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Mayor vs Macaraig

G.R. No. 87211 March 5, 1991 (5 consolidated cases assailing RA 6715)


JOVENCIO L. MAYOR petitioner, vs. HON. CATALINO MACARAIG, HON. GUILLERMO CARAGUE, HON. RIZALINA
CAJUCOM, HON. FRANKLIN DRILON, respondents. LOURDES A. SALES and RICARDO OLAIREZ, petitioners-
intervenors.

FACTS:
Jovencio Mayor, a member of the Philippine Bar, was appointed Labor Arbiter in 1986 after he had,
according to him, met the prescribed qualifications and passed a “rigid screening process.” Fearing that he would
be removed from office on account of the expected reorganization, he filed in this court the action assailing RA
6715. (This case involves 5 consolidated cases of civil actions that involve 1 common, fundamental issue:
constitutionality of RA 6715.)

RA 6715: declares vacant "all positions of the Commissioners, Executive Labor Arbiters and Labor Arbiters of the
National Labor Relations Commission," and operates to remove the incumbents upon the appointment and
qualification of their successors. So basically, the petitioners here were removed from office pursuant to RA 6715.

ISSUE: W/N the petitioners’ removal under RA 6715 is unconstitutional YES

HELD:
Security of tenure is a protected right under the Constitution. The right is secured to all employees in privates as
well as in public employment. "No officer or employee in the civil service," the Constitution declares, "shall be
removed or suspended except for cause provided by law."

Now, a recognized cause for several or termination of employment of a Government officer or employee is the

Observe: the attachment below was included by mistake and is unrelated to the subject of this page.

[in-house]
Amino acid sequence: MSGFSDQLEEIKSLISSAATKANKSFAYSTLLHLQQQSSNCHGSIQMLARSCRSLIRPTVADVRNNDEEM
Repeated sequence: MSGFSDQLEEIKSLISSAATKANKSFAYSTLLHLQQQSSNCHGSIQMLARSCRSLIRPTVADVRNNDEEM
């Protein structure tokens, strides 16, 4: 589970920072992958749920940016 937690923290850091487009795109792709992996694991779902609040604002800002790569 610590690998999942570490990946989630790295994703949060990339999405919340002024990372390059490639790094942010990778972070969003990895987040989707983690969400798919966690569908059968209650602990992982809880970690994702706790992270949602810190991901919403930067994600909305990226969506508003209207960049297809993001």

abolition by law of his office as a result of reorganization carried out by reason of economy or to remove
redundancy of functions, or clear and explicit constitutional mandate for such termination of employment.

Abolition of an office is obviously not the same as the declaration that that office is vacant. While it is
undoubtedly a prerogative of the legislature to abolish certain offices, it cannot be conceded the power to simply
pronounce those offices vacant and thereby effectively remove the occupants or holders thereof from the civil
service. Such an act would constitute, on its face, an infringement of the constitutional guarantee of security of
tenure, and will have to be struck down on that account. It cannot be justified by the professed "need to
professionalize the higher levels of officialdom invested with adjudicatory powers and functions, and to upgrade
their qualifications, ranks, and salaries or emoluments."

No express or implied abolition of the offices of petitioners, therefore, their removal is unconstitutional
It is immediately apparent that there is no express abolition in RA 6715 of the petitioners' positions. So,
justification must be sought, if at all, in an implied abolition thereof; i.e., that resulting from an irreconcilable
inconsistency between the nature, duties and functions of the petitioners' offices under the old rules and those
corresponding thereof under the new law. An examination of the relevant provisions of RA 6715, with a view to
discovering the changes thereby effected on the nature, composition, powers, duties and functions of the
Commission and the Commissioners, the Executive Director, the Deputy Executive Director, and the labor Arbiters
under the prior legislation, fails to disclose such essential inconsistencies.

There are no irreconcilable inconsistency in the nature, duties and functions of the petitioners’ officers under the
old law and new law. – no implied abolition of the offices.